Leeuwenhoek, Antonii van
Opera Omnia seu Arcana Naturae
apud Joh: Arnold: Langerak, 1722
After developing his method for creating powerful lenses and applying them to a thorough study of the microscopic world, van Leeuwenhoek was introduced via correspondence to the Royal Society of London and soon began to send copies of his recorded microscopic observations. In 1673 his earliest observations of bee mouthparts and stings were published by the Royal Society. Despite this initial success, the Royal Society questioned van Leeuwenhoek's credibility when he sent the Royal Society a copy of his first observations of microscopic single-celled organisms. Previously, the existence of single-celled organisms were entirely unknown and initially were met with scepticism. Eventually, in the face of Van Leeuwenhoek's insistence, the Royal Society sent an team of respected observers to confirm van Leeuwenhoek's observations.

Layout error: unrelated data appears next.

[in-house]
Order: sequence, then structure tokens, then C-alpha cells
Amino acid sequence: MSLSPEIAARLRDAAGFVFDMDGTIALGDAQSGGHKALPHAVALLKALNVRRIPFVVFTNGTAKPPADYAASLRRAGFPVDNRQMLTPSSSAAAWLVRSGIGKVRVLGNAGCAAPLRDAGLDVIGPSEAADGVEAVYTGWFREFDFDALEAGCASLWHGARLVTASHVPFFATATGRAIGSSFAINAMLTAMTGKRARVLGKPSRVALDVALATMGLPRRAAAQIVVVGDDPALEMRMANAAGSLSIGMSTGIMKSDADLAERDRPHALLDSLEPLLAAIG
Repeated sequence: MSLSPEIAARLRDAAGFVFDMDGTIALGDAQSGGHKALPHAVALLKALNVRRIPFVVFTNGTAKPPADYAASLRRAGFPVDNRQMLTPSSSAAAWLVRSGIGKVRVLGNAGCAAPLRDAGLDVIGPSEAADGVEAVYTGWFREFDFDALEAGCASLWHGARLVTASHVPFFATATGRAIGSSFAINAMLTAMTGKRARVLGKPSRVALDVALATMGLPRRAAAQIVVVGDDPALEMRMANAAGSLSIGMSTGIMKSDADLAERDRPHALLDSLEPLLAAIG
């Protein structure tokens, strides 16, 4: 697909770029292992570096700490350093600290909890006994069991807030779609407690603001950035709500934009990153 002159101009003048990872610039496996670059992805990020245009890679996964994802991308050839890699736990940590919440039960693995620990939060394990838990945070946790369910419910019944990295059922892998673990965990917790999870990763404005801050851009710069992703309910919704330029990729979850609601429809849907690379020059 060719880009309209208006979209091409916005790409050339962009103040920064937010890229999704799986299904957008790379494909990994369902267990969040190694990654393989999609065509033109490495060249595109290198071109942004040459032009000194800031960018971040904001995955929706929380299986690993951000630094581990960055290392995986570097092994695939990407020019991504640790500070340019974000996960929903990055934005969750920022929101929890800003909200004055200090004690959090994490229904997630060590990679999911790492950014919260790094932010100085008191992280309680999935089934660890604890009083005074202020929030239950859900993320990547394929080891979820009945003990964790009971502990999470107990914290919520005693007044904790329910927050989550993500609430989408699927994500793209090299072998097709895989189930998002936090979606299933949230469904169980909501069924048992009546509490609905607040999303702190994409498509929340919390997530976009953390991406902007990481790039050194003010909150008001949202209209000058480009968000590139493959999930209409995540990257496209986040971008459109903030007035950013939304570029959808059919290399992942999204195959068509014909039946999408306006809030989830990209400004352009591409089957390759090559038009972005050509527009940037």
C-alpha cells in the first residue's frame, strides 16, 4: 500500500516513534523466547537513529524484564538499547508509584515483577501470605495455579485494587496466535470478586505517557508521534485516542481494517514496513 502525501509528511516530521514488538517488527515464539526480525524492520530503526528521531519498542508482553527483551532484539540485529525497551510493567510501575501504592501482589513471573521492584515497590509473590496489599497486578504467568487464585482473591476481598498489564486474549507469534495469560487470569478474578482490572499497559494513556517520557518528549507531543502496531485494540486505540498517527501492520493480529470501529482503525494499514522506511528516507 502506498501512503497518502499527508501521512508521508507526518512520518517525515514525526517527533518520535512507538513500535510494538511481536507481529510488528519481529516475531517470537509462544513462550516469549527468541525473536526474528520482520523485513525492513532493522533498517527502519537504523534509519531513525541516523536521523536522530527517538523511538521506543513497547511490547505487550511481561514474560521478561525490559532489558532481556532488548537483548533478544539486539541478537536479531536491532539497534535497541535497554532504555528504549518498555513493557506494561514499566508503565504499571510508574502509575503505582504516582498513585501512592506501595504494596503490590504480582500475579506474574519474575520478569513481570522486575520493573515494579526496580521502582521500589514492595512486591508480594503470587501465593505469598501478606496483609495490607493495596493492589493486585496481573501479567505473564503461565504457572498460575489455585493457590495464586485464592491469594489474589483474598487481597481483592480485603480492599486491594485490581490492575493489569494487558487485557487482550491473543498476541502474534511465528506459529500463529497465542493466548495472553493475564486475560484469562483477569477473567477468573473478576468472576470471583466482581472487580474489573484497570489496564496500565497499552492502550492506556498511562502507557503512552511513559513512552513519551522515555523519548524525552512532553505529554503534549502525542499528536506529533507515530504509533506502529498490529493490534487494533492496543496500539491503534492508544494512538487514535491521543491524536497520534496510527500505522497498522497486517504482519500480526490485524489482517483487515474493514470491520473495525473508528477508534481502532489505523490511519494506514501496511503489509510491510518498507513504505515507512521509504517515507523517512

Van Leeuwenhoek's vindication resulted in his appointment as a Fellow of the Royal Society in that year. After his appointment to the Society, he wrote approximately 560 letters to the Society and other scientific institutions over a period of 50 years, detailing the subjects he had investigated.